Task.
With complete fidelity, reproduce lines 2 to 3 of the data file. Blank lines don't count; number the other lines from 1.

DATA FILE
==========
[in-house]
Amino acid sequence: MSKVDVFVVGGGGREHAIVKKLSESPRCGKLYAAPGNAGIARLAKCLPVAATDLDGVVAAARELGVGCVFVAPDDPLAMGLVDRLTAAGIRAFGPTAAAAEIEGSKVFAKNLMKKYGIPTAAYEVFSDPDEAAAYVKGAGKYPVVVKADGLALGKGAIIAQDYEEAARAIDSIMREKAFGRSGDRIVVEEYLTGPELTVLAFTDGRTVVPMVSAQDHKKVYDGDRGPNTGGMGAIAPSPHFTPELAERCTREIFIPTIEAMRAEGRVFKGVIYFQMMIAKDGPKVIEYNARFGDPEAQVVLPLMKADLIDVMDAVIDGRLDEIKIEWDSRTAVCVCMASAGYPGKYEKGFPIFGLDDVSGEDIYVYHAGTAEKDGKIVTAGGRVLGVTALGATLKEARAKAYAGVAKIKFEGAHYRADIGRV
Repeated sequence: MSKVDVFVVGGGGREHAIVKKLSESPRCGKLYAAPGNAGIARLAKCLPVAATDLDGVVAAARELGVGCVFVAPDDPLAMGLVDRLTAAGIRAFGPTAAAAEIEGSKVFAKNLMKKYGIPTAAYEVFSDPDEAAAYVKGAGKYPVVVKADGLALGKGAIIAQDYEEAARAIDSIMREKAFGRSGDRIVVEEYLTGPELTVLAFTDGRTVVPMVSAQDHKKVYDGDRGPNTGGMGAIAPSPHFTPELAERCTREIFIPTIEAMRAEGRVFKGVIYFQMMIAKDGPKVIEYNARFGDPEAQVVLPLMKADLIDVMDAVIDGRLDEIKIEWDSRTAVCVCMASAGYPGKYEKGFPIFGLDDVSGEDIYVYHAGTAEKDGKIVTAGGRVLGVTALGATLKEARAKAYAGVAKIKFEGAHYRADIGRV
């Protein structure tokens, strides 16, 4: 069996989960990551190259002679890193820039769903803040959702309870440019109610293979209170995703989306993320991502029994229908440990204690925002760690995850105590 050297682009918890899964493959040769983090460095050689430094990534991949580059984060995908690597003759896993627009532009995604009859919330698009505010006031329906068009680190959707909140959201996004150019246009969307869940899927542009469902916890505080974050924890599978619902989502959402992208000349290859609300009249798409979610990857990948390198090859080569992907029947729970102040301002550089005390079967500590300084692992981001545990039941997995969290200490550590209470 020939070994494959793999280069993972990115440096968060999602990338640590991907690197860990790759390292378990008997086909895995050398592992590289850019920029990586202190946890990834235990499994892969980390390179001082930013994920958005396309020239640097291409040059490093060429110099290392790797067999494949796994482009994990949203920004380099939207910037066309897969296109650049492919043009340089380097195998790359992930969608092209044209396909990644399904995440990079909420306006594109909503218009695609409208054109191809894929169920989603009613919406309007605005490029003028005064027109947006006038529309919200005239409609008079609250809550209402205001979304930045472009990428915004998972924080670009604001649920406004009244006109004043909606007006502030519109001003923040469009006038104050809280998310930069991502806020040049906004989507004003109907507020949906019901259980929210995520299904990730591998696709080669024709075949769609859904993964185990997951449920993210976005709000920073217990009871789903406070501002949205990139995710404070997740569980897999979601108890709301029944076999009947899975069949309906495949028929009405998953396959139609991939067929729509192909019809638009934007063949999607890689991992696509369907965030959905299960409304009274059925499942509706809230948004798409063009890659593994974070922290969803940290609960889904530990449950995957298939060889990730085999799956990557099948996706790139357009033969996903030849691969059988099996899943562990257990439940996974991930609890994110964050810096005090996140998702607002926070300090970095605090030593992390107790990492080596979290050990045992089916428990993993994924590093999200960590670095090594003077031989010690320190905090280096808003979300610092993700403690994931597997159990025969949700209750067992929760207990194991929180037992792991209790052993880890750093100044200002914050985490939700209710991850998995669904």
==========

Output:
Amino acid sequence: MSKVDVFVVGGGGREHAIVKKLSESPRCGKLYAAPGNAGIARLAKCLPVAATDLDGVVAAARELGVGCVFVAPDDPLAMGLVDRLTAAGIRAFGPTAAAAEIEGSKVFAKNLMKKYGIPTAAYEVFSDPDEAAAYVKGAGKYPVVVKADGLALGKGAIIAQDYEEAARAIDSIMREKAFGRSGDRIVVEEYLTGPELTVLAFTDGRTVVPMVSAQDHKKVYDGDRGPNTGGMGAIAPSPHFTPELAERCTREIFIPTIEAMRAEGRVFKGVIYFQMMIAKDGPKVIEYNARFGDPEAQVVLPLMKADLIDVMDAVIDGRLDEIKIEWDSRTAVCVCMASAGYPGKYEKGFPIFGLDDVSGEDIYVYHAGTAEKDGKIVTAGGRVLGVTALGATLKEARAKAYAGVAKIKFEGAHYRADIGRV
Repeated sequence: MSKVDVFVVGGGGREHAIVKKLSESPRCGKLYAAPGNAGIARLAKCLPVAATDLDGVVAAARELGVGCVFVAPDDPLAMGLVDRLTAAGIRAFGPTAAAAEIEGSKVFAKNLMKKYGIPTAAYEVFSDPDEAAAYVKGAGKYPVVVKADGLALGKGAIIAQDYEEAARAIDSIMREKAFGRSGDRIVVEEYLTGPELTVLAFTDGRTVVPMVSAQDHKKVYDGDRGPNTGGMGAIAPSPHFTPELAERCTREIFIPTIEAMRAEGRVFKGVIYFQMMIAKDGPKVIEYNARFGDPEAQVVLPLMKADLIDVMDAVIDGRLDEIKIEWDSRTAVCVCMASAGYPGKYEKGFPIFGLDDVSGEDIYVYHAGTAEKDGKIVTAGGRVLGVTALGATLKEARAKAYAGVAKIKFEGAHYRADIGRV